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Jamaica Inn2.jpg
Jamaica Inn from the old A30
Bolventor is located in Cornwall
Location within Cornwall
OS grid referenceSX184767
Civil parish
Shire county
Sovereign stateUnited Kingdom
Postcode districtPL15
Dialling code01566
PoliceDevon and Cornwall
AmbulanceSouth Western
EU ParliamentSouth West England
UK Parliament
List of places
50°33′44″N 4°33′58″W / 50.5621°N 4.5662°W / 50.5621; -4.5662Coordinates: 50°33′44″N 4°33′58″W / 50.5621°N 4.5662°W / 50.5621; -4.5662

Bolventor (Cornish: Bedhasbold) is a hamlet on Bodmin Moor in Cornwall, England, United Kingdom. It is situated in Altarnun civil parish between Launceston and Bodmin.[1]


The hamlet has been said to take its name from the "Bold Venture" that it must have appeared to build a farm in this moorland, but this is probably folk etymology, as "Bol-" is a common prefix in Cornish placenames, it is much more likely that the name derives from the 'Bold Adventure' tin-working area which was in operation near Jamaica Inn during the 1840s-1850s [2]

Jamaica Inn[edit]

Bolventor is the location of the famous Jamaica Inn coaching inn, it is bypassed by a dual carriageway section of the A30 trunk road; before the bypass was built the hamlet straddled the A30 road.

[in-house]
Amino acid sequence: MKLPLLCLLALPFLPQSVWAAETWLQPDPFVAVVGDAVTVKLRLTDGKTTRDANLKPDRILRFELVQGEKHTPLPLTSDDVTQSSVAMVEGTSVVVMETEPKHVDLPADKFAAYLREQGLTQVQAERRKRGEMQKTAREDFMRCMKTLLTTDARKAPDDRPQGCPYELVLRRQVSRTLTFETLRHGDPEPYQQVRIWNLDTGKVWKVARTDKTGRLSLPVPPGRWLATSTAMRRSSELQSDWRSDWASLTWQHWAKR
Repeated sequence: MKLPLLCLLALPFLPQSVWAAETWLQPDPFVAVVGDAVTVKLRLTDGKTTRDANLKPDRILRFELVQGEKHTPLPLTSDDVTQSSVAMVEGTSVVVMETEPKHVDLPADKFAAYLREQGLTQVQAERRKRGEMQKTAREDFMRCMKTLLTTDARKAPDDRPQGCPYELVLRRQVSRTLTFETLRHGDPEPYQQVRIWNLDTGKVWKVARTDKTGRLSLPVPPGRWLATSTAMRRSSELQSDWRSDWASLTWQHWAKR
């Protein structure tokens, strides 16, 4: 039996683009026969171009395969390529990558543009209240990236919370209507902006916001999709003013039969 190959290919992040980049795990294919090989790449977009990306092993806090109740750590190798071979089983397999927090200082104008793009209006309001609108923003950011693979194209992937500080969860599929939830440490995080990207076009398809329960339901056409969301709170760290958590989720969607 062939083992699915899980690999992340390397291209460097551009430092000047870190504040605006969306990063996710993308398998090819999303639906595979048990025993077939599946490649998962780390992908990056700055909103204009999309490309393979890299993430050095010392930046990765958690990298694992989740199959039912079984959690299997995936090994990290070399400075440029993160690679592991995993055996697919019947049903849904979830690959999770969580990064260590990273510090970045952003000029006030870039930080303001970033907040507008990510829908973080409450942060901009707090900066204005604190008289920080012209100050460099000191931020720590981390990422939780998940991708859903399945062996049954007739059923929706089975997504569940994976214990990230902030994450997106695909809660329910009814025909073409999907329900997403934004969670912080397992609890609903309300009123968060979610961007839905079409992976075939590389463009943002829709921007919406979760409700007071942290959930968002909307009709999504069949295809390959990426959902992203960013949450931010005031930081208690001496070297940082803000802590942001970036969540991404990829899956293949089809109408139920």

Daphne du Maurier, a former resident, chose Bolventor as the setting for her novel about Cornish smugglers titled Jamaica Inn; the inn that inspired the novel, Jamaica Inn, has stood beside the main road through the village since 1547. It is now a tourist attraction in its own right and dominates the hamlet.


Holy Trinity Church, Bolventor

The former Holy Trinity Church that lies to the east of the hamlet closed some years ago. A mile from Bolventor there was a chapel of St Luke (from the 13th to the early 16th century): the font is now at the church of Tideford.[3] Bolventor parish was established in 1846 (before that date the village was in St Neot parish; the new parish was made up of parts of St Neot, Altarnun and Cardinham parishes[4]) but has now been merged with Altarnun.


  1. ^ Ordnance Survey: Landranger map sheet 201 Plymouth & Launceston ISBN 978-0-319-23146-3
  2. ^ R. D. Penhallurick Tin in Antiquity (2008) Maney; p. 207
  3. ^ Cornish Church Guide (1925) Truro: Blackford; p. 62
  4. ^ Beacham, Peter & Pevsner, Nikolaus (2014). Cornwall. New Haven: Yale University Press. ISBN 978-0-300-12668-6; p. 117